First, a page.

Bliss was a capable, energetic man, with a taste for humor, and believed there was money for author and publisher in the travel-book.

The proposition pleased Mark Twain, who replied at once, asking for further details as to Bliss's plan. Somewhat later he made a trip to Hartford, and the terms for the publication of "The Innocents Abroad" were agreed upon. It was to be a large illustrated book for subscription sale, and the author was to receive five per cent of the selling price. Bliss had offered him the choice between this royalty and ten thousand dollars cash. Though much tempted by the large sum to be paid in hand, Mark Twain decided in favor of the royalty plan--"the best business judgment I ever displayed," he used to say afterward. He agreed to arrange the letters for book publication, revising and rewriting where necessary, and went back to Washington well pleased. He did not realize that his agreement with Bliss marked the beginning of one of the most notable publishing connections in American literary history.



Certainly this was a momentous period in Mark Twain's life. It was a time of great events, and among them was one which presently would come to mean more to him than all the rest--the beginning of his acquaintance with Olivia Langdon.

One evening in late December when Samuel Clemens had come to New York to visit his old "Quaker City" room-mate, Dan Slote, he found there other ship comrades, including Jack Van Nostrand and Charlie Langdon. It was a joyful occasion, but one still happier followed it. Young Langdon's father and sister Olivia were in New York, and an evening or two later the boy invited his distinguished "Quaker City" shipmate to dine with them at the old St. Nicholas Hotel. We may believe that Samuel Clemens went willingly enough. He had never forgotten the September day in the Bay of Smyrna when he had first seen the sweet-faced miniature--now, at last he looked upon the reality.

Long afterward he said: "It was forty years ago. From that day to this she has never been out of my mind."

Charles Dickens gave a reading that night at Steinway Hall. The Langdons attended, and Samuel Clemens with them. He recalled long after that Dickens wore a black velvet coat with a fiery-red flower in his buttonhole, and that he read the storm scene from "David Copperfield"-- the death of James Steerforth; but he remembered still more clearly the face and dress and the slender, girlish figure of Olivia Langdon at his side.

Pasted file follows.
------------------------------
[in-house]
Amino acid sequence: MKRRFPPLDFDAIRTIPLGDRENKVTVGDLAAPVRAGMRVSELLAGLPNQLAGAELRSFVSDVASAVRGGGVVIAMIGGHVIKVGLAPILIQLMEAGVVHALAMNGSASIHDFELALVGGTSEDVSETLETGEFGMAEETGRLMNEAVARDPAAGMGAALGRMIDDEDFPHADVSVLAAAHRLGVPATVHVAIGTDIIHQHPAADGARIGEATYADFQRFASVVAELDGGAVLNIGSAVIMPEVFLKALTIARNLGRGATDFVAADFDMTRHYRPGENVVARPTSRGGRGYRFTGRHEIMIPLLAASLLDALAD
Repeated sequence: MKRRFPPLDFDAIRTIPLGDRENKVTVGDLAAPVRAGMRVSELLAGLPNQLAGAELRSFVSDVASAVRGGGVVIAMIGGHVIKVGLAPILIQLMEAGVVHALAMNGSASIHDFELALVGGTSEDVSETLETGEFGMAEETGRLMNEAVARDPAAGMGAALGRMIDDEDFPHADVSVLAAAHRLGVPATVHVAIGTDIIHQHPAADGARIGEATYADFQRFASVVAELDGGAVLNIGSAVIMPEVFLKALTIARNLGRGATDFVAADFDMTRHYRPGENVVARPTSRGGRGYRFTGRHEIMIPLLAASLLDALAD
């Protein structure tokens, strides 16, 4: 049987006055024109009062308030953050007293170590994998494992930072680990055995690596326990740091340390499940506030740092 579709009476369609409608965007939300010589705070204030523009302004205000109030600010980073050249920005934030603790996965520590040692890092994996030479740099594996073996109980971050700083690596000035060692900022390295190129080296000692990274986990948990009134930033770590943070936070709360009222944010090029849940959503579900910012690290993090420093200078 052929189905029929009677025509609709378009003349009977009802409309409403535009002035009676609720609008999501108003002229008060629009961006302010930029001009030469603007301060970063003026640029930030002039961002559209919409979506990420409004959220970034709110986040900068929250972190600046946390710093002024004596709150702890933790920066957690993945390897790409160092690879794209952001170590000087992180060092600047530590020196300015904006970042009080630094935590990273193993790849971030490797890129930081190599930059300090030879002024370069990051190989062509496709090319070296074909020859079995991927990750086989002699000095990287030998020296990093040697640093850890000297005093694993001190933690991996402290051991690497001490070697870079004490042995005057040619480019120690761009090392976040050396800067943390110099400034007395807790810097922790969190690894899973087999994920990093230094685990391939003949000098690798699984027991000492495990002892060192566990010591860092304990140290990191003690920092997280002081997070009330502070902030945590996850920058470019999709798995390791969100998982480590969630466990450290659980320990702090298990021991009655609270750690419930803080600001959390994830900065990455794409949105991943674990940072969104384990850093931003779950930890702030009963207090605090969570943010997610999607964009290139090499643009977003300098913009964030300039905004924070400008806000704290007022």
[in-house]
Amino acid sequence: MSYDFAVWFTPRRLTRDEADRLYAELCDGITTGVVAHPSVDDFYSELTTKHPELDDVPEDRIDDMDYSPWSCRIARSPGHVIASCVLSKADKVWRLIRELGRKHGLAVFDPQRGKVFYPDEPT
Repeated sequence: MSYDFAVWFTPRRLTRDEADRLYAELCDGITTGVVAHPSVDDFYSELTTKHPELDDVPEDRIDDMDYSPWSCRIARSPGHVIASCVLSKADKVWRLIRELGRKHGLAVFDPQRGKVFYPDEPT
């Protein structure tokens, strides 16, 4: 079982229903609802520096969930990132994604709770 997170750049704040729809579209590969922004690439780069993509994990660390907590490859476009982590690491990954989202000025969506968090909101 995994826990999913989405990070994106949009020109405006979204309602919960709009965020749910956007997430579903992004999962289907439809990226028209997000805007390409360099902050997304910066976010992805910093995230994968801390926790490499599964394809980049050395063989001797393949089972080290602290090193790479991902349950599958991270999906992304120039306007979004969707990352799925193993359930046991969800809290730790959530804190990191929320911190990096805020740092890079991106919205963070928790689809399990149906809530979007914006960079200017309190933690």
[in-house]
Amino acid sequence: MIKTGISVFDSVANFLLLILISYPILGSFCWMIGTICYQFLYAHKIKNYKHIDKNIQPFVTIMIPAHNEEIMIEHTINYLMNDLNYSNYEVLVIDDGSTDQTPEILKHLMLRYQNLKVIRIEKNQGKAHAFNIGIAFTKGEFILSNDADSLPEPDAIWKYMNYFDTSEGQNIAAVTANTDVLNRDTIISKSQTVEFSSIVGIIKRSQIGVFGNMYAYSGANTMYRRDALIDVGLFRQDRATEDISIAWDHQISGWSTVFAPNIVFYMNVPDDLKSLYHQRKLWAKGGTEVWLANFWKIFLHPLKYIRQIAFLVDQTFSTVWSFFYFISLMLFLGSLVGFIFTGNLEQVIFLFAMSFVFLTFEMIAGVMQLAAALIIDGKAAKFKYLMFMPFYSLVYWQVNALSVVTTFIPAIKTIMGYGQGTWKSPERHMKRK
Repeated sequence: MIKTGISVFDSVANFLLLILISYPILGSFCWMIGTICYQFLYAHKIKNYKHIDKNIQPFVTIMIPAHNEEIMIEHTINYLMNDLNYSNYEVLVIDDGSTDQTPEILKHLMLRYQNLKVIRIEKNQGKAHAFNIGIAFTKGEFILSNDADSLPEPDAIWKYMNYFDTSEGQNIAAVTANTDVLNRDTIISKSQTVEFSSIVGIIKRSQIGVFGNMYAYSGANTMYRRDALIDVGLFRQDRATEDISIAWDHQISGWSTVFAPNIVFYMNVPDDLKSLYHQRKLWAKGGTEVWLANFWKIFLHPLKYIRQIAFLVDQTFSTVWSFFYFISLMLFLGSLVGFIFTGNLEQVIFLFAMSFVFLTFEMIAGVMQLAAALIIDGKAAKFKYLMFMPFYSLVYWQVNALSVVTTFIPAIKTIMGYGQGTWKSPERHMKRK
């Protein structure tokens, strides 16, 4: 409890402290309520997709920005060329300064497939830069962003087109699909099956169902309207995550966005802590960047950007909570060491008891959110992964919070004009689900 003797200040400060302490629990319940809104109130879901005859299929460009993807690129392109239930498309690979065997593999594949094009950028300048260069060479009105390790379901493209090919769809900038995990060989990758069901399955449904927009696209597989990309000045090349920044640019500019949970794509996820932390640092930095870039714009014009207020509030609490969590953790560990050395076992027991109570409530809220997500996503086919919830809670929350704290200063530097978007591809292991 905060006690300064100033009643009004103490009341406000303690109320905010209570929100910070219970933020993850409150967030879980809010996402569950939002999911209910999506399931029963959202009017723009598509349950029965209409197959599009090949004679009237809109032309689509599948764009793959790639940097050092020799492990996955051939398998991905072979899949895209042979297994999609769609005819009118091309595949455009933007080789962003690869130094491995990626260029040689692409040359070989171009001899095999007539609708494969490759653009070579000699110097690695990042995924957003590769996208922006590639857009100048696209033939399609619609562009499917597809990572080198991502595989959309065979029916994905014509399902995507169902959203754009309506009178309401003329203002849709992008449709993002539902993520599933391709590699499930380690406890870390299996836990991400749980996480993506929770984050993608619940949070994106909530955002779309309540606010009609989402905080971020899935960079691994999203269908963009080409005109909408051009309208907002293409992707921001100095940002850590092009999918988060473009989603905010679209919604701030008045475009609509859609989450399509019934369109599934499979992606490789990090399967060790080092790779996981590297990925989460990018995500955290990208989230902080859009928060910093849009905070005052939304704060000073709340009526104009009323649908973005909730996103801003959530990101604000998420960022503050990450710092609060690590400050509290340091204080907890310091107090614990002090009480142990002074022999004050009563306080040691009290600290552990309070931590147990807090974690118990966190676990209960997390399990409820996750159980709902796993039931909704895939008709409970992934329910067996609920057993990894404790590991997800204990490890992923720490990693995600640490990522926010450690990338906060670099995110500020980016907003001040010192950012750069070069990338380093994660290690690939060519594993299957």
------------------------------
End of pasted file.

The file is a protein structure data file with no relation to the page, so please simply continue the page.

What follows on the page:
Olivia Langdon was twenty-two years old at this time, delicate as the miniature he had seen, though no longer in the fragile health of her girlhood. Gentle, winning, lovable, she was the family idol, and Samuel Clemens was no less her worshiper from the first moment of their meeting.

Miss Langdon, on her part, was at first rather dazed by the strange, brilliant, handsome man, so unlike anything she had known before. When he had gone, she had the feeling that something like a great meteor had crossed her sky. To her brother, who was eager for her good opinion of his celebrity, she admitted her admiration, if not her entire approval. Her father had no doubts. With a keen sense of humor and a deep knowledge of men, Jervis Langdon was from that first evening the devoted champion of Mark Twain. Clemens saw Miss Langdon again during the holidays, and by the week's end he had planned to visit Elmira--soon. But fate managed differently. He was not to see Elmira for the better part of a year.

He returned to his work in Washington--the preparation of the book and his newspaper correspondence. It was in connection with the latter that he first met General Grant, then not yet President. The incident, characteristic of both men, is worth remembering. Mark Twain had called by permission, elated with the prospect of an interview. But when he looked into the square, smileless face of the soldier he found himself, for the first time in his life, without anything particular to say. Grant nodded slightly and waited.

Mark Twain
Classic Literature Library

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